We’ve put together a list of local, sustainable businesses that are in the loop and contributing to a circular economy. We hope these examples will inspire you to be in the loop and access some of the brilliant schemes and businesses that are happening in Greater Manchester.
Open Kitchen create meals from food that would have been wasted, even though it’s perfectly edible. The social enterprise intercepts food that has been over produced or deemed too wonky for supermarket shelves and saves it from the bin. Their chefs create seasonal and fresh food at two cafes in Greater Manchester. Open Kitchen also offer catering so you can enjoy delicious and sustainable food at your next event.
The UK wastes 9.5 million tonnes of food every year, 70% of which could have been eaten. With so many people in the UK struggling with food scarcity, it’s more important than ever to Buy, Keep, Eat, Repeat (link to BKER page in text)
Founded in Stockpot in 2007, the brand has become a titan of second-hand tech. Music Magpie buy used phones from individuals, refurbish them, and put them up for sale and to rent. The company keeps tech in the loop as long as possible, a brilliant example of the circular economy benefiting customers and reducing electronic-waste (e-waste). It’s not just phones and laptops, you can even sell them CDs and books.
The UK is one of the highest produces of e-waste, with the average person wasting 23.9 kg every year. E-waste contains precious metals that are essential to make more electronics. Many of these metals are finite meaning they will run out if we don’t reuse them. You can recycle small electricals at the recycling centre, batteries at most supermarkets and you can return your appliance to the shop you bought it from for them to recycle.
With 2 zero waste shops in Greater Manchester, Lentils and Lather are helping residents to reduce unnecessary packaging and go plastic free. Their shops stock everything from fresh produce, to cleaning products and spices. Zero waste shopping couldn’t be easier, you take your own pots, jars, and tubs along to the shop, weigh them, fill with goodies and pay for the weight.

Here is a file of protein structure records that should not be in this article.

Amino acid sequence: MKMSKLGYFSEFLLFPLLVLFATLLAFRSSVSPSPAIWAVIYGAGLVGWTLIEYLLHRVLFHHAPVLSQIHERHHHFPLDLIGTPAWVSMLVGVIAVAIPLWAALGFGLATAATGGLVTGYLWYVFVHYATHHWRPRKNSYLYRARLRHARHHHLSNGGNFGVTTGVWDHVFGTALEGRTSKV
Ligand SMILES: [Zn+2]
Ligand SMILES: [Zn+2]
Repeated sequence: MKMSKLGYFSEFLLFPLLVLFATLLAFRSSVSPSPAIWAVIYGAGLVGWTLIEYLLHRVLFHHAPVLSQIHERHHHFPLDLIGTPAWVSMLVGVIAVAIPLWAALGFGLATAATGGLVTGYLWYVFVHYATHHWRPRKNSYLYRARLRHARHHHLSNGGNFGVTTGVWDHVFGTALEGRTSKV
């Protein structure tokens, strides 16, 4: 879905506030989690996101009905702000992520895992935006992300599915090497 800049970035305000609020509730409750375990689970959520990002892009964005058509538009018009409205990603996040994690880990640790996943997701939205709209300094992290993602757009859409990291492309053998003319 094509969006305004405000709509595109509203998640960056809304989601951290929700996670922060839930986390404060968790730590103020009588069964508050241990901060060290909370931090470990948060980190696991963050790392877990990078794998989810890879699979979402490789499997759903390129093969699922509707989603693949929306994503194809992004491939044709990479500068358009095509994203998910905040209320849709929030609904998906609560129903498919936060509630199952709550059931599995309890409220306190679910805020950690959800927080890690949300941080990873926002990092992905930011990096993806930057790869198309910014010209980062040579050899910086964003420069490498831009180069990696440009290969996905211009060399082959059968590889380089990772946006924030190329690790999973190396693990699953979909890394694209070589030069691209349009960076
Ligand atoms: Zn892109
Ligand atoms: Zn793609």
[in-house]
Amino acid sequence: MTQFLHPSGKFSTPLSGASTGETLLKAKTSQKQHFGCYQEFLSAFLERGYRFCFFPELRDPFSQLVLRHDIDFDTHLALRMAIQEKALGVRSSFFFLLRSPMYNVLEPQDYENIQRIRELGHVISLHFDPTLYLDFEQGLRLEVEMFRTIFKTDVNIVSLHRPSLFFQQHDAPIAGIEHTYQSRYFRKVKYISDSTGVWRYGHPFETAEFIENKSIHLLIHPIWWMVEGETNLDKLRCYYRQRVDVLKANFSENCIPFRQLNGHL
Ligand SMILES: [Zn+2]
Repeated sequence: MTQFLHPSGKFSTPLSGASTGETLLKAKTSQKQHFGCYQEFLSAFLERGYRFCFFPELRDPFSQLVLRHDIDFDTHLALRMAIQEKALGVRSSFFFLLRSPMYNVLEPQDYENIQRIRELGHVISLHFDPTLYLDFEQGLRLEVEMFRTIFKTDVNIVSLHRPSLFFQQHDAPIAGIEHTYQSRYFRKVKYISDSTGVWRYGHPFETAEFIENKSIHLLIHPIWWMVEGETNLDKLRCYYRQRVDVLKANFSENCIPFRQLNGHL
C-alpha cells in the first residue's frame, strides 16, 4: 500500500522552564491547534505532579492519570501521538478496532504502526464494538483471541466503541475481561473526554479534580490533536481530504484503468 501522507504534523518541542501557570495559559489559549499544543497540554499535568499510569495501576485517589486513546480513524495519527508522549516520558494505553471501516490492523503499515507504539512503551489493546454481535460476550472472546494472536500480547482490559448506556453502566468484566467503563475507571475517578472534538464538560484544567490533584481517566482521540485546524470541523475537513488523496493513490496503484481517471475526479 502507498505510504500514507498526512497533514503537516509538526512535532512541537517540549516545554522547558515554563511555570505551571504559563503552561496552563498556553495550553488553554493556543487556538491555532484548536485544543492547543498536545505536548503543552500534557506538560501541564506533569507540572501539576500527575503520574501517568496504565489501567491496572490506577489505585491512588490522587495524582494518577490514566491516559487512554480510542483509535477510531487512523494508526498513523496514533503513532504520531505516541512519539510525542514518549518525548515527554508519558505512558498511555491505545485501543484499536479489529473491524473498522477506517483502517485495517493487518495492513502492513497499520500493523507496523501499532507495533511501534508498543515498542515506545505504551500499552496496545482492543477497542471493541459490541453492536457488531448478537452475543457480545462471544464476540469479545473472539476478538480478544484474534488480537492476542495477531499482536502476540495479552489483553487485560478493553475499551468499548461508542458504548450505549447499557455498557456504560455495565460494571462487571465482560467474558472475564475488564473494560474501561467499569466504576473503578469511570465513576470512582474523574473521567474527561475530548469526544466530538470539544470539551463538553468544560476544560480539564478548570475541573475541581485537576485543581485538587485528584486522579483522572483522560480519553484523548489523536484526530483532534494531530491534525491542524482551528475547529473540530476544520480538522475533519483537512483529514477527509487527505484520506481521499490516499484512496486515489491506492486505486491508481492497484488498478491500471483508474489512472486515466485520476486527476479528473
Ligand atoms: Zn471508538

We all know plastic is a huge problem, with the average family throwing away 66 pieces of plastic every week. Even if you can’t access a zero waste shop, small changes like choosing the glass jar instead of a squeezy bottle or buying loose fruit and veg instead of using the disposable bags (you’ll wash it anyway!) will add up and make a difference.
Based in Stretford, Stitched Up are a not-for-profit that promotes sustainable fashion. They offer a range of courses for beginners interested in learning to sew, repair and make their own clothes. Their regular ‘clothes swap’ events promote keeping clothing in the loop for as long as possible.
With our UK wardrobes hiding £30 million worth of clothes that have never been worn, we’re clearly buying much more than we need. Fast fashion is hugely destructive, emissions from the fashion industry are higher than all international flights and shipping combined.
Giggacycle collect computers and laptops and recycle them safely. Working with businesses and individuals, they collect items for free and ensure all personal data is wiped. The equipment is then refurbished and sold. Whatever can’t be refurbished is recycled so the components can be used again. They even offer cashback so you get money for the recycled stuff.
The average Greater Manchester home hides nearly 20 unused electrical items. E-waste is the fastest growing waste stream in the UK, and £370 million per year is lost when the precious materials like gold and copper are not recycled.
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